The α7 Ki constants for ABT-107 depended on the radioligand used. Displacement of [3H]MLA and [3H]A-585539 by ABT-107 yielded Ki values of 7 nM and 0.4 to 0.6 nM, respectively. Similar differences in Ki values were noted for other α7 ligands, including PNU-282987, A-582941, (±)-AR-R17779, varenicline, and A-585539, when comparing [3H]MLA and [3H]A-585539 displacement data (Anderson et al., 2008). The reason for these differences remains unclear and requires further studies. However, a potential explanation may involve experimental conditions with [3H]A-585539 binding carried out at 4°C and [3H]MLA binding at ∼22°C. In fact, the Kd value for [3H]A-585539 shifted from ∼0.060 nM at 4°C to 0.2 nM at 22°C and 1 nM at 37°C (Anderson et al., 2008). Alternatively, ABT-107 may show higher affinity for the agonist [3H]A-585539 over the antagonist [3H]MLA as a result of preferential displacement of an agonist radioligand.
As an inhibitor, ABT-107 was also selective for the α7 nAChR with an IC50 value of ∼10 nM, whereas IC50 values at other receptors examined were >0.3 μM (Tables 4 and 5). The inhibitory profile of ABT-107 at the α7 nAChR was probably caused by desensitization. Because the desensitized state of the α7 nAChR exhibits a high affinity receptor state and this is the receptor form that is thought to be predominantly expressed during radioligand binding equilibrium conditions, good agreement for α7 ligands is expected for electrophysiologically determined IC50 values and their affinity Ki constants. Consistent with this view, we noted the IC50 value of ∼10 nM and Ki value in the range of 0.4 to 8 nM for ABT-107 in this study, similar to data previously reported for other α7 nAChR ligands (Briggs and McKenna, 1998; Anderson et al., 2008).
To further characterize the interaction of ABT-107 with the α7 nAChR in vitro, the effects of this agonist were examined in the presence of selective α7 PAMs, A-867744 and PNU-120596 (Hurst et al., 2005; Malysz et al., 2009a). Preaddition of the PAM A-867744 enhanced ABT-107-evoked α7 currents by increasing potency, Hill slope, and maximum efficacy (Fig. 2c). It is noteworthy that the EC50 value of ∼10 nM for ABT-107 in the presence of the α7 PAM was essentially the same as its IC50 value for inhibition of ACh-evoked α7 responses and also approximated its α7 Ki value. The enhancement of responses to ABT-107 by the α7 PAM suggests an increase in agonist-window current (overlap between activation and inactivation curves) (see Grønlien et al., 2007) and greater efficacy in pharmacological studies. In support, we showed that PAM coapplication with ABT-107 was able to robustly increase GABAergic IPSC activity in rat dentate gyrus, Ca2+ transient generation in IMR-32 neuroblastoma cells, and pERK/tERK ratio in PC-12 cells. The effects of ABT-107 in the presence of PAM were similar to those reported previously for choline and A-867744-evoking IPSC activity in dentate gyrus (Malysz et al., 2009a), for a number of other α7 agonists in IMR-32 cells examined in the presence of a type II α7 PAM by Ca2+ imaging (Ween et al., 2010; S. Gopalakrishnan, B. M. Philip, J. H. Gronlien, J. Malysz, D. J. Anderson, M. Gopalakrishnan, U. Warrior, and D. J. Burns, unpublished observations), and in PC-12 cells for pERK/tERK studied by the In-Cell Western method (El Kouhen et al., 2009). These studies collectively link ion flux through the α7 nAChRs to increases in intracellular Ca2+ and pERK/tERK levels, supporting use of ABT-107 as a pharmacological tool compound.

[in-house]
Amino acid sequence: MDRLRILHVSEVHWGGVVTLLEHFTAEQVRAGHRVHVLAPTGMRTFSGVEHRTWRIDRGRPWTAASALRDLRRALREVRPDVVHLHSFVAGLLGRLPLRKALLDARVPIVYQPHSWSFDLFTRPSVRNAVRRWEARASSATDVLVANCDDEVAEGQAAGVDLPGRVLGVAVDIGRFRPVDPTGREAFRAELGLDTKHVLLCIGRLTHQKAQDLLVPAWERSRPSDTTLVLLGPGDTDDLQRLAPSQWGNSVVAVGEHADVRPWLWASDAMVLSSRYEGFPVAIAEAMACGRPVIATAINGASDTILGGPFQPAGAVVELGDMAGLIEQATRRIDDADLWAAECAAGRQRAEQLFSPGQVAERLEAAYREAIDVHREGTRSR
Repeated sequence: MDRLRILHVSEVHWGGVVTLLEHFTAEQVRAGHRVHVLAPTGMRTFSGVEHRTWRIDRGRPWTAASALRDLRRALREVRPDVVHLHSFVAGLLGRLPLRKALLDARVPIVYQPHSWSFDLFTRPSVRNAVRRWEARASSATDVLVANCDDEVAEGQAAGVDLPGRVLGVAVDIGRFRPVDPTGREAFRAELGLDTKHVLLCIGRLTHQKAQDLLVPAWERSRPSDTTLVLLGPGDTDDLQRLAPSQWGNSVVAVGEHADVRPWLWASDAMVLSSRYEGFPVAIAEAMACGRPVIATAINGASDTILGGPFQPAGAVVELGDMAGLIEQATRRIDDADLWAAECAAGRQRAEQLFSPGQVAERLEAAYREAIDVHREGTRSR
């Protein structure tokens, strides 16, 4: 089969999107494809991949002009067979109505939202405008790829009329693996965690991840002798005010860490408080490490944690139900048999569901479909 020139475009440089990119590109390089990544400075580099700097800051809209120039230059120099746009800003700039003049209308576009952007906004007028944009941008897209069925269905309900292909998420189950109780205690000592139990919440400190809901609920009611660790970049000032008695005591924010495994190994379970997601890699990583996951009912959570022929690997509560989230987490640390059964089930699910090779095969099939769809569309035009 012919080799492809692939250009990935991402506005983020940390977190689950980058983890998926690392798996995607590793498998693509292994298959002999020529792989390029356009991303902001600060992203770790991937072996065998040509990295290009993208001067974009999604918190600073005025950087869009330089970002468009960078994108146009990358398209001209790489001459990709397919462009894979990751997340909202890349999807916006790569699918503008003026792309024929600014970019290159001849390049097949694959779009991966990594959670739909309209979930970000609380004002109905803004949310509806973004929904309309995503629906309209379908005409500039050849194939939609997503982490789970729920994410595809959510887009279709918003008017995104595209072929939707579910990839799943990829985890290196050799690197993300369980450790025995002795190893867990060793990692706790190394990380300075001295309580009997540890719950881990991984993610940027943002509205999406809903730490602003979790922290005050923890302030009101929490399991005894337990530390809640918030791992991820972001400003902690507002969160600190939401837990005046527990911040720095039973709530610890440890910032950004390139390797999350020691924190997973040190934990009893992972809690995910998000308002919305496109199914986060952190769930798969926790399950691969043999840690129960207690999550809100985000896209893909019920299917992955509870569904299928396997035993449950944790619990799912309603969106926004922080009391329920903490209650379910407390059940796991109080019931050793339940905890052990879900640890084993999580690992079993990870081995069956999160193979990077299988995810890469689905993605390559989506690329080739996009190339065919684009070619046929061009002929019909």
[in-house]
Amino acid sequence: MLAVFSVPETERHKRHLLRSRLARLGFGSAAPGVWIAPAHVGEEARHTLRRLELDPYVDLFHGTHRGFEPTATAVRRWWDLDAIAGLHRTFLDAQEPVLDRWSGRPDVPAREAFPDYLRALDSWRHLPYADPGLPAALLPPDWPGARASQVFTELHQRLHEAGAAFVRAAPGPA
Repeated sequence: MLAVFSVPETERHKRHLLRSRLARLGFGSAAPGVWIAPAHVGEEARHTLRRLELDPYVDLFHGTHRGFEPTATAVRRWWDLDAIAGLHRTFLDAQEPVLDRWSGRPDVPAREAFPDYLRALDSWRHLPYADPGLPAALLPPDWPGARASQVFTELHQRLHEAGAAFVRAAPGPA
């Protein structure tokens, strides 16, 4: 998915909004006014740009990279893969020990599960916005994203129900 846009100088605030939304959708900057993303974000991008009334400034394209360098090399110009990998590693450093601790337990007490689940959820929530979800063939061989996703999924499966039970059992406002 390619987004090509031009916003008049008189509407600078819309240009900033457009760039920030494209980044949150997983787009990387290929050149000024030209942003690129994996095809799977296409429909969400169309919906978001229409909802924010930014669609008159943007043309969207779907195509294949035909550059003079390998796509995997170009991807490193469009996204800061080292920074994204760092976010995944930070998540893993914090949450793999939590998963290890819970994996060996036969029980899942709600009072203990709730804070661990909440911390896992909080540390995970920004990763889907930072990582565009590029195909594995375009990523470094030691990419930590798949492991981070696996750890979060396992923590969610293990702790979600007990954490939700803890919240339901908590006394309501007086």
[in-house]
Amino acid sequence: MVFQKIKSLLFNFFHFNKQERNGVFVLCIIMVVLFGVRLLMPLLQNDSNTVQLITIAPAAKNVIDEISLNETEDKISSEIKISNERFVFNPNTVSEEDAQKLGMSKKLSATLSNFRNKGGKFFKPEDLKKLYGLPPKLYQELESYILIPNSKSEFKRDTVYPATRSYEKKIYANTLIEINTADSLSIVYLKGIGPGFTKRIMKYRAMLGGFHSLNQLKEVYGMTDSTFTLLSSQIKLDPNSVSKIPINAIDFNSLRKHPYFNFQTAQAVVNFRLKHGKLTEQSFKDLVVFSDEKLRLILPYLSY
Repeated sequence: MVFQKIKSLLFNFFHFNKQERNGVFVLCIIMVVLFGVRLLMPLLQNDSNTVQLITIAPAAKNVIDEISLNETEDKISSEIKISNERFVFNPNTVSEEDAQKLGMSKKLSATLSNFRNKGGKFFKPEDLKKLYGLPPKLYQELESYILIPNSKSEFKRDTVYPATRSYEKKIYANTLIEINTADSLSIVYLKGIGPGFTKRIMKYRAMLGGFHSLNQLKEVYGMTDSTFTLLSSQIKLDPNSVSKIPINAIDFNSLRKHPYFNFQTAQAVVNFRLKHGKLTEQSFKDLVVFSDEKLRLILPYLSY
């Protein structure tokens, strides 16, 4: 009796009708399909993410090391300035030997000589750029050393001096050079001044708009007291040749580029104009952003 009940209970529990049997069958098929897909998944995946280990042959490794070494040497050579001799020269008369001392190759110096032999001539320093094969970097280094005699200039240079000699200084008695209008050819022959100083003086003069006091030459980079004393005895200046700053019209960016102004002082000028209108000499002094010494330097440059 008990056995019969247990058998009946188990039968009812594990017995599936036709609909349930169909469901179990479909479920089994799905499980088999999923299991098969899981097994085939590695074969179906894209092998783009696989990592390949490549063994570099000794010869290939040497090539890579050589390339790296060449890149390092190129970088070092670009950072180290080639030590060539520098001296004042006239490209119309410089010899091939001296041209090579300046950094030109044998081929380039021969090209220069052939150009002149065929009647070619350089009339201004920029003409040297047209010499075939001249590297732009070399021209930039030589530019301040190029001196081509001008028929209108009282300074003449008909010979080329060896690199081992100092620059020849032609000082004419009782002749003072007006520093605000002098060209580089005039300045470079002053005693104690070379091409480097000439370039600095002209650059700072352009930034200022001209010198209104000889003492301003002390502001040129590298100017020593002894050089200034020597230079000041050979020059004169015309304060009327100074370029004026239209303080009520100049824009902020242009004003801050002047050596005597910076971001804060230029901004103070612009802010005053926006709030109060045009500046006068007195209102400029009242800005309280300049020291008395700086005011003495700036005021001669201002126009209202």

Taken together, this study shows ABT-107 to be a high affinity and selective α7 nAChR ligand exhibiting favorable agonist potency and efficacy. The data provided substantiate ABT-107 as a suitable tool compound for characterizing the roles of α7 nAChRs and further defining their relevance in physiology and in CNS disorders such as AD and schizophrenia.
This study was supported by funding from Abbott and NeuroSearch.
Article, publication date, and citation information can be found at http://jpet.aspetjournals.org.
- nicotinic acetylcholine receptor
- phosphorylated extracellular-regulated kinase
- phosphorylated cAMP response element binding protein
- Alzheimer's disease
- 1,4-diazabicyclo[3.2.2]nonane-4-carboxylic acid, 4-bromophenyl ester
- N-[(3R)-1-azabicyclo[2.2.2]oct-3-yl]-4-chlorobenzamide hydrochloride
- positive allosteric modulator
- N-[(3R)-1-azabicyclo[2.2.2]oct-3-yl]-4-chlorobenzamide hydrochloride
- central nervous system
- bovine serum albumin
- American Type Culture Collection
- human embryonic kidney
- fluorescence imaging plate reader
- artificial cerebral spinal fluid
- inhibitory postsynaptic current
- Hank's balanced salt solution
- confidence interval
- Chinese hamster ovary
- N-[2-[2-[(dipropylamino)methyl]-1-piperidinyl]ethyl]-5, 6-dihydro-6-oxo-11H-pyrido[2,3-b][1,4]benzodiazepine-11-carboxamide
- 1-methyl-N-[(3-endo)-9-methyl-9-azabicyclo[3.3.1]non3-yl]-1H-indazole-3-carboxamide hydrochloride
- total extracellular-regulated kinase
- 5-morpholin-4-yl-pentanoic acid (4-pyridin-3-yl-phenyl)-amide
- (S)-(1-aza-bicyclo[2.2.2]oct-3-yl)-carbamic acid (S)-1-(2-fluoro-phenyl)-ethyl ester
- 2[2(4-bromophenyl)-2-oxoethyl]-1- methyl-pyridinium chloride
- (2R)-amino-5-phosphonovaleric acid
- balanced salt solution
- dopamine transporter
- norepinephrine transporter
- serotonin transporter
- nerve growth factor
- 1,4-diazabicyclo [3.2.2]nonan-4-yl(5-(3-(trifluoromethyl)phenyl)furan-2-yl)methanone.
- Received February 11, 2010.
- Accepted May 17, 2010.
- Copyright © 2010 by The American Society for Pharmacology and Experimental Therapeutics